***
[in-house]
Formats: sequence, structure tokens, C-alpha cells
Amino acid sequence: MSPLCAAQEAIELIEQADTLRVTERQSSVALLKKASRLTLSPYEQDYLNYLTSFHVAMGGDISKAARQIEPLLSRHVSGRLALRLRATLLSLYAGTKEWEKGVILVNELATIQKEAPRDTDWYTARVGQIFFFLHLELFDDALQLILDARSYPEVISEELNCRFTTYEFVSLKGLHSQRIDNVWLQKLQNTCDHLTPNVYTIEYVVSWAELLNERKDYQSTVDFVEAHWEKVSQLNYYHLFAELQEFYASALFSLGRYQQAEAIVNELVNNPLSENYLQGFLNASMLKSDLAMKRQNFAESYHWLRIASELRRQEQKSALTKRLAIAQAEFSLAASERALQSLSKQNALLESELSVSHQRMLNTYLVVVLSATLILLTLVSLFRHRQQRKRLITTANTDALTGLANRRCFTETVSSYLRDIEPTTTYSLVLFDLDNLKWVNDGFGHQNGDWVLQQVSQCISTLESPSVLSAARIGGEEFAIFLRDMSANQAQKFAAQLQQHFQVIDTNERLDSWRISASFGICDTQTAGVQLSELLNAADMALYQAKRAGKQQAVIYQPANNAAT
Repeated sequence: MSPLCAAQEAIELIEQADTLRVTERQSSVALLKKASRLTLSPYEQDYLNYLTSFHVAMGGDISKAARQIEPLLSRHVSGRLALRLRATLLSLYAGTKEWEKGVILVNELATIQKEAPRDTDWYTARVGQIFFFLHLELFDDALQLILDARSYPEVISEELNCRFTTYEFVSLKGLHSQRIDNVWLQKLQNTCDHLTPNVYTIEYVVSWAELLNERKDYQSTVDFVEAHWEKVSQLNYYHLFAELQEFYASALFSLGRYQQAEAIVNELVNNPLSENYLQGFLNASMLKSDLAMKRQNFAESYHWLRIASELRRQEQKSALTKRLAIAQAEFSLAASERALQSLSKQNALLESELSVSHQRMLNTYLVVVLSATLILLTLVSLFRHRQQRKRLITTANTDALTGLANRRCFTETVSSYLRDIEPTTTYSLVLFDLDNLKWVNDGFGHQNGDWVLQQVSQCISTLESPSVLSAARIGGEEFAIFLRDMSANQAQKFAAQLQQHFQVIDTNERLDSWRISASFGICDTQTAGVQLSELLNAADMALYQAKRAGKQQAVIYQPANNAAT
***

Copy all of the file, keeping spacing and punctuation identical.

[in-house]
Formats: sequence, structure tokens, C-alpha cells
Amino acid sequence: MSPLCAAQEAIELIEQADTLRVTERQSSVALLKKASRLTLSPYEQDYLNYLTSFHVAMGGDISKAARQIEPLLSRHVSGRLALRLRATLLSLYAGTKEWEKGVILVNELATIQKEAPRDTDWYTARVGQIFFFLHLELFDDALQLILDARSYPEVISEELNCRFTTYEFVSLKGLHSQRIDNVWLQKLQNTCDHLTPNVYTIEYVVSWAELLNERKDYQSTVDFVEAHWEKVSQLNYYHLFAELQEFYASALFSLGRYQQAEAIVNELVNNPLSENYLQGFLNASMLKSDLAMKRQNFAESYHWLRIASELRRQEQKSALTKRLAIAQAEFSLAASERALQSLSKQNALLESELSVSHQRMLNTYLVVVLSATLILLTLVSLFRHRQQRKRLITTANTDALTGLANRRCFTETVSSYLRDIEPTTTYSLVLFDLDNLKWVNDGFGHQNGDWVLQQVSQCISTLESPSVLSAARIGGEEFAIFLRDMSANQAQKFAAQLQQHFQVIDTNERLDSWRISASFGICDTQTAGVQLSELLNAADMALYQAKRAGKQQAVIYQPANNAAT
Repeated sequence: MSPLCAAQEAIELIEQADTLRVTERQSSVALLKKASRLTLSPYEQDYLNYLTSFHVAMGGDISKAARQIEPLLSRHVSGRLALRLRATLLSLYAGTKEWEKGVILVNELATIQKEAPRDTDWYTARVGQIFFFLHLELFDDALQLILDARSYPEVISEELNCRFTTYEFVSLKGLHSQRIDNVWLQKLQNTCDHLTPNVYTIEYVVSWAELLNERKDYQSTVDFVEAHWEKVSQLNYYHLFAELQEFYASALFSLGRYQQAEAIVNELVNNPLSENYLQGFLNASMLKSDLAMKRQNFAESYHWLRIASELRRQEQKSALTKRLAIAQAEFSLAASERALQSLSKQNALLESELSVSHQRMLNTYLVVVLSATLILLTLVSLFRHRQQRKRLITTANTDALTGLANRRCFTETVSSYLRDIEPTTTYSLVLFDLDNLKWVNDGFGHQNGDWVLQQVSQCISTLESPSVLSAARIGGEEFAIFLRDMSANQAQKFAAQLQQHFQVIDTNERLDSWRISASFGICDTQTAGVQLSELLNAADMALYQAKRAGKQQAVIYQPANNAAT